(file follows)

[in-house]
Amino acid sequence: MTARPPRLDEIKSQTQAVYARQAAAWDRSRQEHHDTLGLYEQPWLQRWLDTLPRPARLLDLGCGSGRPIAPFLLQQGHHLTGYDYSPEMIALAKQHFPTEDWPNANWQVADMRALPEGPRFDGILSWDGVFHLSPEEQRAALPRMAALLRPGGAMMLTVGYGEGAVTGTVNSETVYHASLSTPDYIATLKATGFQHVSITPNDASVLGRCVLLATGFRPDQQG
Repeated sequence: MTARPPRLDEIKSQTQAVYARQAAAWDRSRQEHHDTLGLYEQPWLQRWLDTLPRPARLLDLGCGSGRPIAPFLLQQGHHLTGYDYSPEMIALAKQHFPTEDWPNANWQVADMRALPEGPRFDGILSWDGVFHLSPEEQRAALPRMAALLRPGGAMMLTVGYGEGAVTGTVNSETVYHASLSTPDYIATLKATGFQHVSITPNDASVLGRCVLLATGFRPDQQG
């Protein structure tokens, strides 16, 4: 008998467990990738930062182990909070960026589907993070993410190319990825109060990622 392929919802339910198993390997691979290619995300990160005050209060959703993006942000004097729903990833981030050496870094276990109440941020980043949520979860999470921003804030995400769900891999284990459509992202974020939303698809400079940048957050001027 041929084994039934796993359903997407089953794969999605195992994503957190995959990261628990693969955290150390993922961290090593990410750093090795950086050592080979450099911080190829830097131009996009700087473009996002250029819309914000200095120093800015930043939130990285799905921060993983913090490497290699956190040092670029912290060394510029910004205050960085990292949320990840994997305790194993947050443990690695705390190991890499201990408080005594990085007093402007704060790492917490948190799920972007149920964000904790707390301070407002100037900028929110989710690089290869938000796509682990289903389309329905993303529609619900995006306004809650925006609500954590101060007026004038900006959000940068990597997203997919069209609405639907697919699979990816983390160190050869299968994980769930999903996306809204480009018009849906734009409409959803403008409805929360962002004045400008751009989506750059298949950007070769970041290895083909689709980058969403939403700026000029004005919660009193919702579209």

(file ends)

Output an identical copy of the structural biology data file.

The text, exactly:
[in-house]
Amino acid sequence: MTARPPRLDEIKSQTQAVYARQAAAWDRSRQEHHDTLGLYEQPWLQRWLDTLPRPARLLDLGCGSGRPIAPFLLQQGHHLTGYDYSPEMIALAKQHFPTEDWPNANWQVADMRALPEGPRFDGILSWDGVFHLSPEEQRAALPRMAALLRPGGAMMLTVGYGEGAVTGTVNSETVYHASLSTPDYIATLKATGFQHVSITPNDASVLGRCVLLATGFRPDQQG
Repeated sequence: MTARPPRLDEIKSQTQAVYARQAAAWDRSRQEHHDTLGLYEQPWLQRWLDTLPRPARLLDLGCGSGRPIAPFLLQQGHHLTGYDYSPEMIALAKQHFPTEDWPNANWQVADMRALPEGPRFDGILSWDGVFHLSPEEQRAALPRMAALLRPGGAMMLTVGYGEGAVTGTVNSETVYHASLSTPDYIATLKATGFQHVSITPNDASVLGRCVLLATGFRPDQQG
């Protein structure tokens, strides 16, 4: 008998467990990738930062182990909070960026589907993070993410190319990825109060990622 392929919802339910198993390997691979290619995300990160005050209060959703993006942000004097729903990833981030050496870094276990109440941020980043949520979860999470921003804030995400769900891999284990459509992202974020939303698809400079940048957050001027 041929084994039934796993359903997407089953794969999605195992994503957190995959990261628990693969955290150390993922961290090593990410750093090795950086050592080979450099911080190829830097131009996009700087473009996002250029819309914000200095120093800015930043939130990285799905921060993983913090490497290699956190040092670029912290060394510029910004205050960085990292949320990840994997305790194993947050443990690695705390190991890499201990408080005594990085007093402007704060790492917490948190799920972007149920964000904790707390301070407002100037900028929110989710690089290869938000796509682990289903389309329905993303529609619900995006306004809650925006609500954590101060007026004038900006959000940068990597997203997919069209609405639907697919699979990816983390160190050869299968994980769930999903996306809204480009018009849906734009409409959803403008409805929360962002004045400008751009989506750059298949950007070769970041290895083909689709980058969403939403700026000029004005919660009193919702579209």